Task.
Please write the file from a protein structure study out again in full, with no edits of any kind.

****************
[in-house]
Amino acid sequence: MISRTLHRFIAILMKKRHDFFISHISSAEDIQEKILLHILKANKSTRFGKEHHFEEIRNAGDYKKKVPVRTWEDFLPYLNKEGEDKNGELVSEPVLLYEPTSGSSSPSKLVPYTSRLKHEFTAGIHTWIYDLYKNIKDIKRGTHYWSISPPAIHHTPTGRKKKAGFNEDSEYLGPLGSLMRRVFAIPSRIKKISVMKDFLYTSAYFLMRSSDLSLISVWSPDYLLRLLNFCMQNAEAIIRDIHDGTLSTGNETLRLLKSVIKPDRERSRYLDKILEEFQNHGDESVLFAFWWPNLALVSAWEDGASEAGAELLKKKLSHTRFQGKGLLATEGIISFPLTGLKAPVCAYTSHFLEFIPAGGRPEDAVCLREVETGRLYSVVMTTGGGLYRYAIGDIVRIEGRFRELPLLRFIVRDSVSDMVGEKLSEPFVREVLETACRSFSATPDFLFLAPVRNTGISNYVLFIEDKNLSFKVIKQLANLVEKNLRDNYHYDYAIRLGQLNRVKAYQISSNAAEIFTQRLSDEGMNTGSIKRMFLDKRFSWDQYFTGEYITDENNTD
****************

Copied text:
[in-house]
Amino acid sequence: MISRTLHRFIAILMKKRHDFFISHISSAEDIQEKILLHILKANKSTRFGKEHHFEEIRNAGDYKKKVPVRTWEDFLPYLNKEGEDKNGELVSEPVLLYEPTSGSSSPSKLVPYTSRLKHEFTAGIHTWIYDLYKNIKDIKRGTHYWSISPPAIHHTPTGRKKKAGFNEDSEYLGPLGSLMRRVFAIPSRIKKISVMKDFLYTSAYFLMRSSDLSLISVWSPDYLLRLLNFCMQNAEAIIRDIHDGTLSTGNETLRLLKSVIKPDRERSRYLDKILEEFQNHGDESVLFAFWWPNLALVSAWEDGASEAGAELLKKKLSHTRFQGKGLLATEGIISFPLTGLKAPVCAYTSHFLEFIPAGGRPEDAVCLREVETGRLYSVVMTTGGGLYRYAIGDIVRIEGRFRELPLLRFIVRDSVSDMVGEKLSEPFVREVLETACRSFSATPDFLFLAPVRNTGISNYVLFIEDKNLSFKVIKQLANLVEKNLRDNYHYDYAIRLGQLNRVKAYQISSNAAEIFTQRLSDEGMNTGSIKRMFLDKRFSWDQYFTGEYITDENNTD